Flooding, droughts and wildfires all expected to increase
New European climate modeling doesn’t paint a pretty picture for the decades ahead. With global warming, Europe is facing a progressively stronger increase in multiple climate hazards, according to the European Commission’s Joint Research Centre.
Early in the 21st century, reported losses from extreme weather are already at historically high levels, and climate change is likely to increase the risk, the researchers concluded in a new paper presented late April at the European Geosciences Union annual assembly in Vienna.
The new models are aimed at evaluating changes in the frequency of heatwaves and cold snaps, river and coastal flooding, droughts, wildfires and windstorms. According to the study, southwestern Europe is most at risk, facing the threat of more heatwaves, drought and wildfires. Specifically, the researchers were aiming to generate a multi-hazard climate risk assessment.
Densely populated and economically important areas along coastlines and in floodplains are at risk of suffering extreme damage from floods and windstorms, the report found, projecting that very extreme events will become much more frequent.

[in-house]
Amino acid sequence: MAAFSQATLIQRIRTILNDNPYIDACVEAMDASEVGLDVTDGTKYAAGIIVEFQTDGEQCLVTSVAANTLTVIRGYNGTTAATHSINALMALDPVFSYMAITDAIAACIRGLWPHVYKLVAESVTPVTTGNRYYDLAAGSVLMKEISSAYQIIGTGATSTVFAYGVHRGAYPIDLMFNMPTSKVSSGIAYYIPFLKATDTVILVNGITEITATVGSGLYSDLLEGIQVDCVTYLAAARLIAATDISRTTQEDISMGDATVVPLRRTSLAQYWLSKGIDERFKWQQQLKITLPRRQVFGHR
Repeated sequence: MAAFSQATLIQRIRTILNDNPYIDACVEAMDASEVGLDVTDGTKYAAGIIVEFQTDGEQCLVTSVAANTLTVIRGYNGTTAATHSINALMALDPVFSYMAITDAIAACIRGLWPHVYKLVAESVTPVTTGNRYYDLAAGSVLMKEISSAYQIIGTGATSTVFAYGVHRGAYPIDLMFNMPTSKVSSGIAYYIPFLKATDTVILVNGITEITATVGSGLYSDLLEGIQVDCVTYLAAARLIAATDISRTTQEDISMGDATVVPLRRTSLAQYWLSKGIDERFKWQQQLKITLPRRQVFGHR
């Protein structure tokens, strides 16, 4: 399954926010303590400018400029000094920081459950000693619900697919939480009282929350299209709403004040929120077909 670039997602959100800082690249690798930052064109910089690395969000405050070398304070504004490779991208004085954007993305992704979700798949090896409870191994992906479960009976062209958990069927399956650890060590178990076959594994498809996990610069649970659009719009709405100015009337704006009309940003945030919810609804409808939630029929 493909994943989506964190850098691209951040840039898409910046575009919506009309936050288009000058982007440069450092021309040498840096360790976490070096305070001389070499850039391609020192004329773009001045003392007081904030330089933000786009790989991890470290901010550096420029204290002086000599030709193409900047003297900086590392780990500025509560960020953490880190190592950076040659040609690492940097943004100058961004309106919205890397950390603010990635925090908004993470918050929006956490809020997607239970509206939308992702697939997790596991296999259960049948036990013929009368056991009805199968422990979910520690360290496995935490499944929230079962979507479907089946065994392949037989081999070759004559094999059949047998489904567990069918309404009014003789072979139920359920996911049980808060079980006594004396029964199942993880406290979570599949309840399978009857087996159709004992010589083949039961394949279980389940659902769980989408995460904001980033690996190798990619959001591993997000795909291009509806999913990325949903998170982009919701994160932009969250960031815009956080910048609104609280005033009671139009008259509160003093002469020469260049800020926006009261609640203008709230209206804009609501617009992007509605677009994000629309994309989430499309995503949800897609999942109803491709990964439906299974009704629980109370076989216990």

Other regions exposed to multi-hazards include the British Isles, the North Sea area, north-western parts of the Iberian Peninsula, as well as parts of France, the Alps, Northern Italy and Balkan countries along the Danube River.
For example, streamflow droughts may become more severe and persistent in Southern and Western Europe, with 100-year events happening every two t0 five years by 2080 because of reduced precipitation and increased evaporation driven by higher temperatures.
Most of Europe, especially Western, Eastern and Central regions, could experience an increase in the frequency of extreme wildfires. Southern Europe may be spared that risk — but only because it will be too hot and dry for much vegetation to grow in the first place.